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    (continued) ... between normal sequences of two words where the first finishes with a consonant and the second begins with a vowel. For example, the string salt everywhere doesn't seem to ave a /t/ at the beginning of everywhere. For example there is no strong aspiration of the [t] there, which is what we would expect if this liaison were happening. However, only in non-rhotic accents, there is a case for supposing that there is an unexpressed /r/ at the end of /some words, which becomes expressed in the phonetics when this /r/ is followed by a vowel. It's reasonable to suggest ... Commented Oct 13, 2020 at 22:29
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    (cont) ... that this /r/ surfaces to become the first consonant of the following syllable. This has nothing to do with hiatuses, but is arguably present because English does not like (or easily tolerate) two consecutive separate vowels. The term liaison is most well-known when used to describe an unexpressed (i.e. silent) word-final consonant, which becomes expressed when a following word begins with a vowel. French has several examples of this, maybe the best known of which is when a word in which an underlying but normally silent word-final /z/ ... Commented Oct 13, 2020 at 22:37
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    (cont) ... becomes audibly expressed when the next syllable begins with a vowel. So, for example, the word les in French, the equivalent of English the for plural nouns, is normally pronounced without any final consonant, /le/. But in les enfants (the children), there is a /z/ between the two words. In the theory of liaison, this would be the first consonant of the word enfants, /le zɑ̃fɑ̃/. Whereas French has many examples of this, this only happens in relation to R in English. And then only in non-rhotic varieties such as SSBE (RP). Commented Oct 13, 2020 at 22:42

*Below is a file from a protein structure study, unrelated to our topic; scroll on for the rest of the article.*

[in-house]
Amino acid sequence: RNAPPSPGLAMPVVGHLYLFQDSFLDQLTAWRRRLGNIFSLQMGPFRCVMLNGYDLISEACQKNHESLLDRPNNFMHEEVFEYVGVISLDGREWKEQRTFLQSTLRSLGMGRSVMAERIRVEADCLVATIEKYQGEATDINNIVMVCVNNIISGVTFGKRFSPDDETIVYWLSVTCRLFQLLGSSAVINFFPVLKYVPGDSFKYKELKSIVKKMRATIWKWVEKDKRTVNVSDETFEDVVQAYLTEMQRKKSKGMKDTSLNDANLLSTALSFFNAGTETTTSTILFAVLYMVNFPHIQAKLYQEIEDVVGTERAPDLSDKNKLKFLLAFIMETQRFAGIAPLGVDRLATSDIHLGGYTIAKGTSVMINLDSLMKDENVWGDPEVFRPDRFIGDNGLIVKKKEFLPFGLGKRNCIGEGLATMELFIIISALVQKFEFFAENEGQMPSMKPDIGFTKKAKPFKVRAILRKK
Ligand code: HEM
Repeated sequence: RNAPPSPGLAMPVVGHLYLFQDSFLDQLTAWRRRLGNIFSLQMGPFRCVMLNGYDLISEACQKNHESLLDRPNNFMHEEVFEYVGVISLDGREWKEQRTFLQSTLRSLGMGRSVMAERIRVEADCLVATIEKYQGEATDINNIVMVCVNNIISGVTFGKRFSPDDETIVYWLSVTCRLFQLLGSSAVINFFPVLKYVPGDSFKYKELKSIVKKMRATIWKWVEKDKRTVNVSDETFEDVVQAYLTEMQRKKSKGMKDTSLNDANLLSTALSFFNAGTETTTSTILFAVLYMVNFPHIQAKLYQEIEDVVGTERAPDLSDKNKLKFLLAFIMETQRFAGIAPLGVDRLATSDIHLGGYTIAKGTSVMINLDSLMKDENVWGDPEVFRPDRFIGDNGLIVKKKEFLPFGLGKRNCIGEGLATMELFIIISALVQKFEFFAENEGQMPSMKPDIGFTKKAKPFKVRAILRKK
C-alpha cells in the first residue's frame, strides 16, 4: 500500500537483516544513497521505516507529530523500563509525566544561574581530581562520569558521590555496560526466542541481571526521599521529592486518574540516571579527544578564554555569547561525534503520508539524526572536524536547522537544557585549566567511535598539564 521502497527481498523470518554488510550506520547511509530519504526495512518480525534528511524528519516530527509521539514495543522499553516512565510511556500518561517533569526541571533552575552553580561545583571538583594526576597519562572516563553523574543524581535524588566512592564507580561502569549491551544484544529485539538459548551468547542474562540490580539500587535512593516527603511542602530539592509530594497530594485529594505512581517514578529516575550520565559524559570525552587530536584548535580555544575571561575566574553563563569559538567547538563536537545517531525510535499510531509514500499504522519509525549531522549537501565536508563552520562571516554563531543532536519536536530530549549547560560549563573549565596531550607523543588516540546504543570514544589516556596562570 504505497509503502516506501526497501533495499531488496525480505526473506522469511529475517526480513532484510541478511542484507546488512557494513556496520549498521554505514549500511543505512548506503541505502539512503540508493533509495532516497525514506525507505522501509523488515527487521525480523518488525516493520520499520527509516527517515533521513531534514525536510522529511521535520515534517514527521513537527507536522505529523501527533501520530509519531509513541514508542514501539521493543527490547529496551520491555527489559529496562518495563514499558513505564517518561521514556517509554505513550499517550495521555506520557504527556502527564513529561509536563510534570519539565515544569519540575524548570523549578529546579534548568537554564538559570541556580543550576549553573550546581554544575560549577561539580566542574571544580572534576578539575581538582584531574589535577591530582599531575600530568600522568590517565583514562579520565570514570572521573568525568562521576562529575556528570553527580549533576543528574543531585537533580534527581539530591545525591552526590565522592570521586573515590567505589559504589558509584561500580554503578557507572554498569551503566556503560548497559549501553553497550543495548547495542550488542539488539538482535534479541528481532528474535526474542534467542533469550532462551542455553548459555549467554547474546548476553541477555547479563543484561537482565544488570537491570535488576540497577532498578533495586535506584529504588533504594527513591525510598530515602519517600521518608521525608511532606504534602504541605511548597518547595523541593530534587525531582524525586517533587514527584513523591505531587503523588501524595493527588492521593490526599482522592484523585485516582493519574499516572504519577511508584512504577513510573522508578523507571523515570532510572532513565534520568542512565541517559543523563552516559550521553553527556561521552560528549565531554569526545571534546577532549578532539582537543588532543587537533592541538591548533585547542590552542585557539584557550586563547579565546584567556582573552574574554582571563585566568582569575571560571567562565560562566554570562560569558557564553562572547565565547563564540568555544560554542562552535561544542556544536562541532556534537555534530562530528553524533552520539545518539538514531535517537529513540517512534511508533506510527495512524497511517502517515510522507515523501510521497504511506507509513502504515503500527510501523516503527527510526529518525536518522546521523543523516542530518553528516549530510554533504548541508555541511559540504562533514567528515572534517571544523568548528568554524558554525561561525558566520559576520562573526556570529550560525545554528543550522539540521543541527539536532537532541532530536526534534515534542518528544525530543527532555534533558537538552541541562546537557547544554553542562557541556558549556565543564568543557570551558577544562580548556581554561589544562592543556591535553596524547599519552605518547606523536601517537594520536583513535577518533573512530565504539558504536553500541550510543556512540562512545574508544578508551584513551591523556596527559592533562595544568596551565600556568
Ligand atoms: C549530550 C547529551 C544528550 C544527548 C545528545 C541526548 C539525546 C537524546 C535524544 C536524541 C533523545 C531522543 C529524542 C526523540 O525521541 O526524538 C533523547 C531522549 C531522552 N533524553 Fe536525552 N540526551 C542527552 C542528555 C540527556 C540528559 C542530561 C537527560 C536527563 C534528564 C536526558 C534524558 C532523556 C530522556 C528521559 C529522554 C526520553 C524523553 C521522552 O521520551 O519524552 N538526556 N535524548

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    @Araucaria-Nothereanymore. Could I then elicit from your comments that in RP, according to your understanding of the phonotactics of RP the liaison indicated in my answer for "not at all" is not justified, is not made?
    – LPH
    Commented Oct 13, 2020 at 22:46

1 Answer 1

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I don't believe that not at all is an example of liaison. The British pronunciation of not at all sounds quite foreign to an American, and at all is the one example I know of in British English where a /t/ gets shunted to the next syllable in this way. There may be others, but I believe it only happens in a few isolated phrases, and not as a general rule, unlike the way an /r/ very often gets inserted between a word ending with /ɑː/, /ɔː/, /ə/ and a vowel beginning the following word.

I think an alternative analysis would be that the British have combined the two words at all into one, pronounced /ˌəˈtɔːl/ (and spelled at all).